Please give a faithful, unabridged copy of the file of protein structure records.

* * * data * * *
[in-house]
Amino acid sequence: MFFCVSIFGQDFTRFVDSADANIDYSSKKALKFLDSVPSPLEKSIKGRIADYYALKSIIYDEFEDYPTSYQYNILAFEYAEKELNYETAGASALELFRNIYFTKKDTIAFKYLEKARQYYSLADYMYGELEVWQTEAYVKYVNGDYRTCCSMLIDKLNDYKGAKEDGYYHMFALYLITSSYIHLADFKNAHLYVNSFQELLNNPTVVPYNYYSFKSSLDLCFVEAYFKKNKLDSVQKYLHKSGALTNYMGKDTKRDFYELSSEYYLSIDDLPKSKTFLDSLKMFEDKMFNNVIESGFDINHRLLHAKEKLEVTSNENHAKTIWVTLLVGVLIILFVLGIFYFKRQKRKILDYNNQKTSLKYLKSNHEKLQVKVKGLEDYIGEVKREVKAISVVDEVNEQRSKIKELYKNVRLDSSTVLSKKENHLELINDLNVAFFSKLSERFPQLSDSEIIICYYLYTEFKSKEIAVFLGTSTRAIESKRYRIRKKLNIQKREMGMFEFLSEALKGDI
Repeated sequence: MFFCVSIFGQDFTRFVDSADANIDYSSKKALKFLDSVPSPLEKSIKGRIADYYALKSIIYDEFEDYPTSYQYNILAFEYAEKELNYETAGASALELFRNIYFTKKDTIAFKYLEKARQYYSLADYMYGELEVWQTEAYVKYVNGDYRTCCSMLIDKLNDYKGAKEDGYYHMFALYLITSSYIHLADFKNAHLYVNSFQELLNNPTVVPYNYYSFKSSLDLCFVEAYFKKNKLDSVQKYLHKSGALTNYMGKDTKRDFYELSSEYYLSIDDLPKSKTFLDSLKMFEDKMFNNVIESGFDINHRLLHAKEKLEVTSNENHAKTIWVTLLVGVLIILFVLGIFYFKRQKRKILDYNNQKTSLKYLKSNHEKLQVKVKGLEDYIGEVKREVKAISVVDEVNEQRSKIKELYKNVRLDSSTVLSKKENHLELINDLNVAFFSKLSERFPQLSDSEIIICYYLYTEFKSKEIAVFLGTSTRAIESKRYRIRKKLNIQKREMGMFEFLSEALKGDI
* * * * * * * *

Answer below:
[in-house]
Amino acid sequence: MFFCVSIFGQDFTRFVDSADANIDYSSKKALKFLDSVPSPLEKSIKGRIADYYALKSIIYDEFEDYPTSYQYNILAFEYAEKELNYETAGASALELFRNIYFTKKDTIAFKYLEKARQYYSLADYMYGELEVWQTEAYVKYVNGDYRTCCSMLIDKLNDYKGAKEDGYYHMFALYLITSSYIHLADFKNAHLYVNSFQELLNNPTVVPYNYYSFKSSLDLCFVEAYFKKNKLDSVQKYLHKSGALTNYMGKDTKRDFYELSSEYYLSIDDLPKSKTFLDSLKMFEDKMFNNVIESGFDINHRLLHAKEKLEVTSNENHAKTIWVTLLVGVLIILFVLGIFYFKRQKRKILDYNNQKTSLKYLKSNHEKLQVKVKGLEDYIGEVKREVKAISVVDEVNEQRSKIKELYKNVRLDSSTVLSKKENHLELINDLNVAFFSKLSERFPQLSDSEIIICYYLYTEFKSKEIAVFLGTSTRAIESKRYRIRKKLNIQKREMGMFEFLSEALKGDI
Repeated sequence: MFFCVSIFGQDFTRFVDSADANIDYSSKKALKFLDSVPSPLEKSIKGRIADYYALKSIIYDEFEDYPTSYQYNILAFEYAEKELNYETAGASALELFRNIYFTKKDTIAFKYLEKARQYYSLADYMYGELEVWQTEAYVKYVNGDYRTCCSMLIDKLNDYKGAKEDGYYHMFALYLITSSYIHLADFKNAHLYVNSFQELLNNPTVVPYNYYSFKSSLDLCFVEAYFKKNKLDSVQKYLHKSGALTNYMGKDTKRDFYELSSEYYLSIDDLPKSKTFLDSLKMFEDKMFNNVIESGFDINHRLLHAKEKLEVTSNENHAKTIWVTLLVGVLIILFVLGIFYFKRQKRKILDYNNQKTSLKYLKSNHEKLQVKVKGLEDYIGEVKREVKAISVVDEVNEQRSKIKELYKNVRLDSSTVLSKKENHLELINDLNVAFFSKLSERFPQLSDSEIIICYYLYTEFKSKEIAVFLGTSTRAIESKRYRIRKKLNIQKREMGMFEFLSEALKGDI